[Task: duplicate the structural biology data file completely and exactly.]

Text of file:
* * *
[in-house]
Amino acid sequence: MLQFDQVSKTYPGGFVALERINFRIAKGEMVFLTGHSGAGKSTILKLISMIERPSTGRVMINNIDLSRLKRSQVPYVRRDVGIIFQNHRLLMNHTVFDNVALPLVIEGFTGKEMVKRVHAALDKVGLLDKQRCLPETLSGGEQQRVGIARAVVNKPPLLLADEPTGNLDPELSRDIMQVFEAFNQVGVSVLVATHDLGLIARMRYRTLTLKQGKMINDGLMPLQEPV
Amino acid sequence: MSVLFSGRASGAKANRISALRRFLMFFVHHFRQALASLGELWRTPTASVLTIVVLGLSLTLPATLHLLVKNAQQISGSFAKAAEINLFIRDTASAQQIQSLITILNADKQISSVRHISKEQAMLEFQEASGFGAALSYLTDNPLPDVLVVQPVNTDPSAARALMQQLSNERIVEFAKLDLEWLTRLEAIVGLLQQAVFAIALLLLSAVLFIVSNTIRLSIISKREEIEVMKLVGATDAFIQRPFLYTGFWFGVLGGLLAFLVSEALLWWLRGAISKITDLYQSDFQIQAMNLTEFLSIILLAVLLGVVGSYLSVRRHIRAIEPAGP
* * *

[in-house]
Amino acid sequence: MLQFDQVSKTYPGGFVALERINFRIAKGEMVFLTGHSGAGKSTILKLISMIERPSTGRVMINNIDLSRLKRSQVPYVRRDVGIIFQNHRLLMNHTVFDNVALPLVIEGFTGKEMVKRVHAALDKVGLLDKQRCLPETLSGGEQQRVGIARAVVNKPPLLLADEPTGNLDPELSRDIMQVFEAFNQVGVSVLVATHDLGLIARMRYRTLTLKQGKMINDGLMPLQEPV
Amino acid sequence: MSVLFSGRASGAKANRISALRRFLMFFVHHFRQALASLGELWRTPTASVLTIVVLGLSLTLPATLHLLVKNAQQISGSFAKAAEINLFIRDTASAQQIQSLITILNADKQISSVRHISKEQAMLEFQEASGFGAALSYLTDNPLPDVLVVQPVNTDPSAARALMQQLSNERIVEFAKLDLEWLTRLEAIVGLLQQAVFAIALLLLSAVLFIVSNTIRLSIISKREEIEVMKLVGATDAFIQRPFLYTGFWFGVLGGLLAFLVSEALLWWLRGAISKITDLYQSDFQIQAMNLTEFLSIILLAVLLGVVGSYLSVRRHIRAIEPAGP